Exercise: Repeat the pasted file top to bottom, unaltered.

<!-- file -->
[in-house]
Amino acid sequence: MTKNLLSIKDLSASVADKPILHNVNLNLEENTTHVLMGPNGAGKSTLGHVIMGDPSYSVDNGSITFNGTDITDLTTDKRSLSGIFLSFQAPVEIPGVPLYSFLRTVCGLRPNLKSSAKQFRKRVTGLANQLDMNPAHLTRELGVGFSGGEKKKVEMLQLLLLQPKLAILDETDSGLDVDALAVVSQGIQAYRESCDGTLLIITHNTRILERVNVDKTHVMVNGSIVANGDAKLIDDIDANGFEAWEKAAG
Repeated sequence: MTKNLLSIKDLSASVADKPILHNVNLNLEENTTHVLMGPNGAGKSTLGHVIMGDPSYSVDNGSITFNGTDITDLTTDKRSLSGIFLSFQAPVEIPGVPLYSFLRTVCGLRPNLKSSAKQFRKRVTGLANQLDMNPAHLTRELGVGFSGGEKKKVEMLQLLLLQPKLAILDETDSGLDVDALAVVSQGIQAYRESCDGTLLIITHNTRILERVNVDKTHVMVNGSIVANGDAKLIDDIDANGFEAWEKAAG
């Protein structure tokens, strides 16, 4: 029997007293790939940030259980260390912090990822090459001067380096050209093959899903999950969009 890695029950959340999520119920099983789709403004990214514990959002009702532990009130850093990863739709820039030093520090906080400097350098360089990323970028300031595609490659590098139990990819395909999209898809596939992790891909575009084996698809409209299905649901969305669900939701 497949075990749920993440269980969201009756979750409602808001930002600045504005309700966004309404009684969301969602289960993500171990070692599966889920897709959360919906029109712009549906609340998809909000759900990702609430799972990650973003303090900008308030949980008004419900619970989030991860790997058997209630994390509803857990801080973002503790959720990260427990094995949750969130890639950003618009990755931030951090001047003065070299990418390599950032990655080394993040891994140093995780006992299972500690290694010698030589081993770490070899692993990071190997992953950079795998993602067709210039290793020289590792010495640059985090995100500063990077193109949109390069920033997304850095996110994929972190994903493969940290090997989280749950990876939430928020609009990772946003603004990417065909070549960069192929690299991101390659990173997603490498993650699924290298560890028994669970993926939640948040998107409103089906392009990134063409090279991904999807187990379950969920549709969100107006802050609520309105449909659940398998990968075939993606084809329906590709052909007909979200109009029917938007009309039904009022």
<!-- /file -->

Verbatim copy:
[in-house]
Amino acid sequence: MTKNLLSIKDLSASVADKPILHNVNLNLEENTTHVLMGPNGAGKSTLGHVIMGDPSYSVDNGSITFNGTDITDLTTDKRSLSGIFLSFQAPVEIPGVPLYSFLRTVCGLRPNLKSSAKQFRKRVTGLANQLDMNPAHLTRELGVGFSGGEKKKVEMLQLLLLQPKLAILDETDSGLDVDALAVVSQGIQAYRESCDGTLLIITHNTRILERVNVDKTHVMVNGSIVANGDAKLIDDIDANGFEAWEKAAG
Repeated sequence: MTKNLLSIKDLSASVADKPILHNVNLNLEENTTHVLMGPNGAGKSTLGHVIMGDPSYSVDNGSITFNGTDITDLTTDKRSLSGIFLSFQAPVEIPGVPLYSFLRTVCGLRPNLKSSAKQFRKRVTGLANQLDMNPAHLTRELGVGFSGGEKKKVEMLQLLLLQPKLAILDETDSGLDVDALAVVSQGIQAYRESCDGTLLIITHNTRILERVNVDKTHVMVNGSIVANGDAKLIDDIDANGFEAWEKAAG
């Protein structure tokens, strides 16, 4: 029997007293790939940030259980260390912090990822090459001067380096050209093959899903999950969009 890695029950959340999520119920099983789709403004990214514990959002009702532990009130850093990863739709820039030093520090906080400097350098360089990323970028300031595609490659590098139990990819395909999209898809596939992790891909575009084996698809409209299905649901969305669900939701 497949075990749920993440269980969201009756979750409602808001930002600045504005309700966004309404009684969301969602289960993500171990070692599966889920897709959360919906029109712009549906609340998809909000759900990702609430799972990650973003303090900008308030949980008004419900619970989030991860790997058997209630994390509803857990801080973002503790959720990260427990094995949750969130890639950003618009990755931030951090001047003065070299990418390599950032990655080394993040891994140093995780006992299972500690290694010698030589081993770490070899692993990071190997992953950079795998993602067709210039290793020289590792010495640059985090995100500063990077193109949109390069920033997304850095996110994929972190994903493969940290090997989280749950990876939430928020609009990772946003603004990417065909070549960069192929690299991101390659990173997603490498993650699924290298560890028994669970993926939640948040998107409103089906392009990134063409090279991904999807187990379950969920549709969100107006802050609520309105449909659940398998990968075939993606084809329906590709052909007909979200109009029917938007009309039904009022």